It came from a plant press

Back in early March, I wrote about how to make a cheap pocket plant press, showing a Common Snowdrop (Galanthus Nivalis) in the press. I finally got around to mounting the prseed plant, and here’s what the finished product looks like:

A pressed and dried flower mounted on cardstock.

I used polyvinyl acetate (PVA) glue (Elmer’s Glue) to mount the pressed-and-dried plant onto a piece of cardstock. PVA glue dries fairly clear, is reasonably non-acidic and flexible, will fill small gaps, and is cheap, making it a good choice for gluing dried plants to a base.

If you’re mounting a plant for an herbarium, you’d include the whole plant, roots and all. But I’m doing this for fun, so I didn’t include the roots. I mounted the plant with a bit of the stem extending off the cardstock. Then when the glue dried, I used a sharp knife to trim the stems at the edge of the card. Notice how I glued the petals down so that the inner parts of the flower are visible.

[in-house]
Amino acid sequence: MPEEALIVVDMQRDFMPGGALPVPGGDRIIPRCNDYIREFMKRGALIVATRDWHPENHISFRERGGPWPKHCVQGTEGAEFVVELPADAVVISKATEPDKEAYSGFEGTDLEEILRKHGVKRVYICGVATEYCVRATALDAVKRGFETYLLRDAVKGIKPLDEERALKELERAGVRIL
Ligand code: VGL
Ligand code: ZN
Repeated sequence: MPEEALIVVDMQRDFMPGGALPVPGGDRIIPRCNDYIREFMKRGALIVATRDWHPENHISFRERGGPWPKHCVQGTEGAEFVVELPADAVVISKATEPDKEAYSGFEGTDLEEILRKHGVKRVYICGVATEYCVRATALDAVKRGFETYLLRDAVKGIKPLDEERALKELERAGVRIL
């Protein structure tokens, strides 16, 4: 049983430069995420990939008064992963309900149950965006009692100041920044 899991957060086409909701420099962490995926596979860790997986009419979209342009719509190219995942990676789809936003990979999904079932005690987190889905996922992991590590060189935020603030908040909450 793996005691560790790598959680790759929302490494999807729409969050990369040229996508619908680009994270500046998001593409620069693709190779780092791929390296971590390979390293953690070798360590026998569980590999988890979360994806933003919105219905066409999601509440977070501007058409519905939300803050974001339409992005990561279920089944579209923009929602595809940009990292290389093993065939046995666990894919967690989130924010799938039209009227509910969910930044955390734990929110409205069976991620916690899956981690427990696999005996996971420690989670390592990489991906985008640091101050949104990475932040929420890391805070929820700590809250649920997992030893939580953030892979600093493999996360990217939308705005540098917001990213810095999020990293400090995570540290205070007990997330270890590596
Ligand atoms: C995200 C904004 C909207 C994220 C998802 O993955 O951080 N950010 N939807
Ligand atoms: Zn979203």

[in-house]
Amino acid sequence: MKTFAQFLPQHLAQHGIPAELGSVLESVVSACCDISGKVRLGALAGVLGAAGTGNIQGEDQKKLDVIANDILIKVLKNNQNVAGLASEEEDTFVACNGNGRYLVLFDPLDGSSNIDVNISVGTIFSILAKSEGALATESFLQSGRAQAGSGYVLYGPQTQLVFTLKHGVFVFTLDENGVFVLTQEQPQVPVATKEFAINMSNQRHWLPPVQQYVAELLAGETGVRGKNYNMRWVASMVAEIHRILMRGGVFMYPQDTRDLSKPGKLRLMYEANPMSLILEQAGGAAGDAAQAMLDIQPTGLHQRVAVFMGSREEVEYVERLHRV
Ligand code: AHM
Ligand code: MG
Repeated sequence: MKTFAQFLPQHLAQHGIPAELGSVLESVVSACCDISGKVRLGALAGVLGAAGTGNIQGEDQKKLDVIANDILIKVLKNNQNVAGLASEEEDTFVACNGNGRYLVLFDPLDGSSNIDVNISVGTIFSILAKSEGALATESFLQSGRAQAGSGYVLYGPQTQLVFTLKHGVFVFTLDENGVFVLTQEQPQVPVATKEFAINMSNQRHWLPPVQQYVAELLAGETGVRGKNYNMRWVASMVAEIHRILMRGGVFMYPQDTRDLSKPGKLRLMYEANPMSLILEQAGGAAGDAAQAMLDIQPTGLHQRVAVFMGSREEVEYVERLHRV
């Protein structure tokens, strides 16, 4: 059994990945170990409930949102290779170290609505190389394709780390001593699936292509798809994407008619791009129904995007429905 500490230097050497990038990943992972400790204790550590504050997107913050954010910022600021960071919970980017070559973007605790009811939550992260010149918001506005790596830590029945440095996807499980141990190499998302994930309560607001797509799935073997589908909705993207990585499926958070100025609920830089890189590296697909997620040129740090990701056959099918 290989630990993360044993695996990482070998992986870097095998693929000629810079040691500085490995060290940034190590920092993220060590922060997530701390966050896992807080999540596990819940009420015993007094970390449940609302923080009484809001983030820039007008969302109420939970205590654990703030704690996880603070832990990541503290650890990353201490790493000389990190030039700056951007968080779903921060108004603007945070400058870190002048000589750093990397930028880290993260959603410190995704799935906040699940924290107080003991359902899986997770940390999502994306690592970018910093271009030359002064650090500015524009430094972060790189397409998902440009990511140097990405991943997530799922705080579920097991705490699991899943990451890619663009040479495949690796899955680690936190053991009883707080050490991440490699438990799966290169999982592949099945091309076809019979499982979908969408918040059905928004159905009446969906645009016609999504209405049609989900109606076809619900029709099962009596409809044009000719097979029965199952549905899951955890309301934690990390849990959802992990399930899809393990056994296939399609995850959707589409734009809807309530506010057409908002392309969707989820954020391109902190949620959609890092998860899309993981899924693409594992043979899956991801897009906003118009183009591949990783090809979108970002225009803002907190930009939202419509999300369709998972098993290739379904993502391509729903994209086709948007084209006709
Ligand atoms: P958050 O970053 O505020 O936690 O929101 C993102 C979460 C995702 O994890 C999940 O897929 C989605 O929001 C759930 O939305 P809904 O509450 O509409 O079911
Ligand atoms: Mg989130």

The end result is attractive, and even though it’s scientifically useless, I’m happy to have it for my own reference. I’m thinking of making a somewhat larger cheap pocket plant press — maybe 4 x 6 inches (10 x 15cm) — for slightly larger flowers.

As always, don’t collect plants unless you have permission to do so. These days, written permission is typically required for collecting on most federal lands (including national parks, Forest Service land, and often even BLM land), on many state lands, on nearly all wildlife sanctuaries, etc. — don’t collect unless you’re sure you’re allowed to do so. If it’s in your back yard or you know the landowner personally, you should be fine. PLUS, never collect rare or endangered plants, and never collect more than about 5% of a given species in a given location. The only exception would be invasive plants — e.g., here in Massachusetts, go ahead and collect all the Purple Loosestrife, Yellow Iris, Rosa Multiflora, etc., that you want.